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Photoshop CS5 for Photographers provides comprehensive Photoshop training targeting the needs of photographers. In this course, author Chris Orwig demonstrates the fundamental skills used to enhance digital photos, including managing and correcting color, sharpening, making selections and adjustments, retouching, and printing from Photoshop. In addition to teaching the techniques that enable photographers to refine and publish their photos, the course includes live-action segments that encourage thinking photographically and shooting with Photoshop’s capabilities in mind. Exercise files are included with the course.
I captured this image in a very remote area of Baja, California, way down in Mexico. And what stood out to me, of course, was the red truck in this context, and I just thought it was really intriguing. Let's say that what we want to do here is we want to bring out more of the redness of the truck. We want to select that and make a few changes. Well, one good way to do that is with a tool which is called Selective Color. We can either choose Selective Color by clicking on the Adjustment layer icon and selecting it here, or by clicking on the Selective Color icon up here in the Adjustments panel.
Well, either way, let's go ahead and click on that option. Now this will then open up the dialog, and here you can see we can target different colors. Currently and by default, it's selecting or targeting the Reds. Well that's the area we want to work on, so let's leave that as is. Well, one of the things that's interesting is that we can go through these different controls, and we can change what type of red this actually is. Now at first glance, the truck looks pretty red. Let's change that. Well, what I can do is click and drag to the left in order to add more red, or if I click and drag to the right, I can add more cyan, taking the red away.
Well, in my case, I want to boost the red. So I'm going to go ahead and drag that to the left. I can also work on the Magenta. You can see here it's shifting what type of red the truck is. That doesn't look very good, but we can go and make it a yellow-red or just perhaps a little bit of Magenta to add a touch of snap there. Now, we can change the overall yellow to blue content. Do want it a little bit more of an orange-red, or in this case a little bit more of a purple. Well, again, let's go ahead and just warm that up a bit. Then find the blacks. That's going to be the density. We can change that.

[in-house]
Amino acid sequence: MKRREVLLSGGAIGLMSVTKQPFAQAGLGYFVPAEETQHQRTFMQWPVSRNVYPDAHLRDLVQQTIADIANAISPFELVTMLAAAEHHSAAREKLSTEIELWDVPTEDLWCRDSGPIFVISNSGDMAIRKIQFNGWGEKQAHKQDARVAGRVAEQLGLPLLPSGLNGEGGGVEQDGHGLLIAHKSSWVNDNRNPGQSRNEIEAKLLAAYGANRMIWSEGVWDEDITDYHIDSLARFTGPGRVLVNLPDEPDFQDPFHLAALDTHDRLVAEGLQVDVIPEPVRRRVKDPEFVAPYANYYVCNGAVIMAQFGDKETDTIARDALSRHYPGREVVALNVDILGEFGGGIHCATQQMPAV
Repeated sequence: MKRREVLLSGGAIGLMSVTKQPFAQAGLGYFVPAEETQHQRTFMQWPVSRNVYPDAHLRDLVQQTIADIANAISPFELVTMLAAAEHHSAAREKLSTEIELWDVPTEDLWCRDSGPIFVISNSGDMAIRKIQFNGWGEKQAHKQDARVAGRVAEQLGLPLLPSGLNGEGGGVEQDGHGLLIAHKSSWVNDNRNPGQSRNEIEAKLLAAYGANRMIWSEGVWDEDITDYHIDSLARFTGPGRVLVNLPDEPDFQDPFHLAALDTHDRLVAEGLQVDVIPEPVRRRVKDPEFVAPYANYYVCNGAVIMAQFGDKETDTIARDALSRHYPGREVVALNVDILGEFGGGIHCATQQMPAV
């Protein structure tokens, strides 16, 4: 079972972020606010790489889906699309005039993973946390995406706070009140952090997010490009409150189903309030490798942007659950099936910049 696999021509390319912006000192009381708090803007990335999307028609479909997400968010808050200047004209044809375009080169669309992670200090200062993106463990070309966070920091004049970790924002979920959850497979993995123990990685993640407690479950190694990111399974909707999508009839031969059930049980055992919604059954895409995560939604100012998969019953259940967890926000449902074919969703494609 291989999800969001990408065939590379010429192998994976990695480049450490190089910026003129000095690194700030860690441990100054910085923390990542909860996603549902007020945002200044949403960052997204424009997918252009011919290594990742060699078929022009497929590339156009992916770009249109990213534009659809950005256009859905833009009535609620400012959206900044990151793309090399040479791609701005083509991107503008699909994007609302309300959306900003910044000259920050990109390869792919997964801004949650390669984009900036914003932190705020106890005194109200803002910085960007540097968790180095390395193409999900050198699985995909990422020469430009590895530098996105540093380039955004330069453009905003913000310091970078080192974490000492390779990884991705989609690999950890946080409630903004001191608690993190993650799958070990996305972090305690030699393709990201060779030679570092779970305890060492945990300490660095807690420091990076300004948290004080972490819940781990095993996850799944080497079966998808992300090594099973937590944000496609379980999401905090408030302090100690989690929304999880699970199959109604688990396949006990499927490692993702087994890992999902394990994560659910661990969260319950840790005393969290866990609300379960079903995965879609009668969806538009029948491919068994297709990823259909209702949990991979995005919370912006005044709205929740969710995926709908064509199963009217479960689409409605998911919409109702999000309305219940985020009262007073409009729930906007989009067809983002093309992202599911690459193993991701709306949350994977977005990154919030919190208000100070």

Do you want to have some lightness there, or do we want to kind of build that up a bit? Really bring out the redness of this truck. Well now that we've done that, let's go ahead and take a look at our before and after. Now the one thing that I want you to look at is, of course, the truck, but you'll also notice that it picked up a few colors here on the beach and changed the rest of the image as well. That's always going to be the case, because red doesn't only exist in one place, or whatever color we're working on. Well now to the before and after. Click on the Eye icon.
Here is before, and then let's take a look at the after. Well, that looks so much better. I mean, that's kind of how I envision the image, this really nice bright red truck. Well, it may be a problem that the beach became a little bit more red as well, and sometimes that's the case when working with Selective Color. Well, what we can do here is we can grab our brush and then go ahead and paint with black, make sure we're targeting the mask, and in this case we're just going to go ahead and paint away this area. Let me increase my Opacity all the way up to 100%.
I'm just going to take away this color adjustment to the beach, so it's primarily focusing in on the truck. Now again, I'm doing this because there were some areas that were kind of contaminated by this adjustment, and I didn't want that to happen. Now, another thing to point out here is that sometimes what you're going to do is boost a color, like in this case, I really brought up the reds. In other situations, especially with red, you'll find that your reds may be over-saturated. Well, you could do the exact opposite of what we did here, and you can tone that red down, so it's a little bit more in range.
I want to point that out, because sometimes you're going to use this particular technique to boost and enhance colors. Other times, you may use it as a little bit more of a corrective tool in order to correct colors that need a little bit of improvement. Well, let's take a look at our final before and after. Here we have it, before and then after.
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